As you may have noticed, things have been a bit quiet here during the last few months, but much work has been going on behind the scenes. In the coming weeks, we will be adding a number of exciting new blog members—from incoming grad students to junior faculty at a broad range of institutions. In addition, we will be unveiling a new look for the blog’s website. Please bear with us as we edit the site, and get new members’ profiles up and running. Of course, our back catalog of almost 1,000 posts dealing with all aspects of early American, digital, and public history is always available. Unfortunately, these changes do mean that we will be skipping our traditional Junto March Madness; we know some of you will be disappointed, and some of you thrilled, but we hope that our new regular content will more than make up for this omission.
We will be introducing new members and our new site in mid-April. We hope to see you back here then. In the meantime, we would like to remind all of our readers that we are always looking for guest posters to contribute to the blog. For more information about how you can contribute to The Junto, click here.
Five years ago, The Junto was born. The immediate context was parochial: as a PhD student studying early American history at the University of Cambridge, I was lonely for fellow scholars. But the niche the blog filled was much more broad: there was a need for a digital space to serve as a hub for early American scholarship. The reception we’ve since received, and the readership we still welcome, has been overwhelming. The blog’s success is indicative of our field’s vibrancy. Continue reading →
Here at The Junto, a group blog of early American historians, we’re looking for new voices to expand our coverage of this exciting field. We are seeking new members to further diversify the content of the blog and join our community of like-minded friends and scholars. New members commit to posting at least six times a year, and to helping with the blog’s administration. All Juntoists create and edit their own posts, solicit guest posts, organize interviews, reviews, and roundtables, and shape the direction of the blog. While unpaid, joining the Junto is a terrific opportunity to develop your public profile as a scholar and engage in an online intellectual community. Continue reading →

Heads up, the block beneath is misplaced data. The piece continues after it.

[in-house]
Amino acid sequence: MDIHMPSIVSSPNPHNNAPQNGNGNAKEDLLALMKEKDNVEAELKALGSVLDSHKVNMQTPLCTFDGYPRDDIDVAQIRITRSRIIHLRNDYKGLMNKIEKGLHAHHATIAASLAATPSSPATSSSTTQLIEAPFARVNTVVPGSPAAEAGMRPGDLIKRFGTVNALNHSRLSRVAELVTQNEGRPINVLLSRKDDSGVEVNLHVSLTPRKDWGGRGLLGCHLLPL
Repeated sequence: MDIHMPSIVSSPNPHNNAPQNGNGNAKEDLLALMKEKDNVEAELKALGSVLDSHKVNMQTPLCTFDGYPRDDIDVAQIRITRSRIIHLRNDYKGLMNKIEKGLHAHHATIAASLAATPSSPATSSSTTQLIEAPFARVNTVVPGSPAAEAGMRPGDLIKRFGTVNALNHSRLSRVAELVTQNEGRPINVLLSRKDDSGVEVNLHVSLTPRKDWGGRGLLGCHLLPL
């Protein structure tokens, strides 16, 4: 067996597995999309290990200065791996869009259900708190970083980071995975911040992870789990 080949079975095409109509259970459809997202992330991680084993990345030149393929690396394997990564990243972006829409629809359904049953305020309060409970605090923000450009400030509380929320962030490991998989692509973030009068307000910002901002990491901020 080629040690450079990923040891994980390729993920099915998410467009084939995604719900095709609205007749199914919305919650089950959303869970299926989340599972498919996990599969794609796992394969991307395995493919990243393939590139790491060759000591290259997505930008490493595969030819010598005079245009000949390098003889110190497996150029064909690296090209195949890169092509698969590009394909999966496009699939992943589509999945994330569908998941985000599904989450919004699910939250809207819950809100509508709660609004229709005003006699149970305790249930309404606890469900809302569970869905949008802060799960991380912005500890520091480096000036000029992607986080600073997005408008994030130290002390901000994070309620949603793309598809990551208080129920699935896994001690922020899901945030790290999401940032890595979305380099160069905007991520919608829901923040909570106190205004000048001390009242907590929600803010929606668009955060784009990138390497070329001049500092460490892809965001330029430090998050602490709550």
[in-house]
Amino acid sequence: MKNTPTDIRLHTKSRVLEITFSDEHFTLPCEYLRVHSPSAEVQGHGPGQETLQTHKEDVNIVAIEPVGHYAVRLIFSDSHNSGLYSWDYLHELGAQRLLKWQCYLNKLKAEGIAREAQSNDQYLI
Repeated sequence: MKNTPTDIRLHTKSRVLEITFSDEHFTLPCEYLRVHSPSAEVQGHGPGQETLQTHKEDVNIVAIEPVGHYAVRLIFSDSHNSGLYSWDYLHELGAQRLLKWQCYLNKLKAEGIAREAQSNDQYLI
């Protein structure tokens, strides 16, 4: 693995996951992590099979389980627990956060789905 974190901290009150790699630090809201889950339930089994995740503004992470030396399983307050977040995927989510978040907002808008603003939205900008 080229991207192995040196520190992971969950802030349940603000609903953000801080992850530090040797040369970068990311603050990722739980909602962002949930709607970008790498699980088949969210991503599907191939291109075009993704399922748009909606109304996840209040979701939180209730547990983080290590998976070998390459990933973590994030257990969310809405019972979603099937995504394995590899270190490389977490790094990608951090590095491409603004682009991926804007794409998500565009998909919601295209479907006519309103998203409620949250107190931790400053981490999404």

December 12-16, 2016. The Junto will host an online roundtable on new scholarship and historical themes that enhance our understanding of slavery and the Black Atlantic, c. 1400-1860. We welcome posts that approach these topics through a focus including—but not limited to—recent scholarship, teaching, public history, or historical memory. Continue reading →
Since the blog first launched in December 2012, we have published 794 posts. That is somewhere between 500,000 and 1,000,000 words of original content on early American history posted on the blog in less than 4 years. And since new readers find the blog regularly and our longtime readers may often have missed posts for various reasons, I want to use today’s post to simply make our readers aware of our back catalog and highlight the resources the blog has for accessing and making better use of it. Continue reading →
If you haven’t noticed, the blog has been a bit, well, quiet lately. We promise that wasn’t all a hiccup! Well, most of it, anyway. About halfway through the summer we realized our productivity was lagging so we decided to call it a summer sabbatical—we are academics, after all.
Anyway, I’m pleased to say that, as the Fall Semester is about to commence for many of us, The Junto is ready to kick off another great year. We have posts scheduled nearly every day for the foreseeable future, and I swear some of them will probably be good. We’re gonna attack the season like the 2015-2016 Golden State Warriors, though we hope our ending won’t be so anti-climactic.
We do have some exciting things in store as the blog transitions into its next phase. Stay tuned for that. In the meantime, you can check out our new Contribute page to find out more about how to write a guest post for us.
As always, we appreciate any and all feedback. We truly appreciate all our faithful readers—we now have over four thousand subscribers to the blog, and even more casual visitors—and feel this is one of many digital centers for the early American history community. Or, ahem, #VastEarlyAmerica.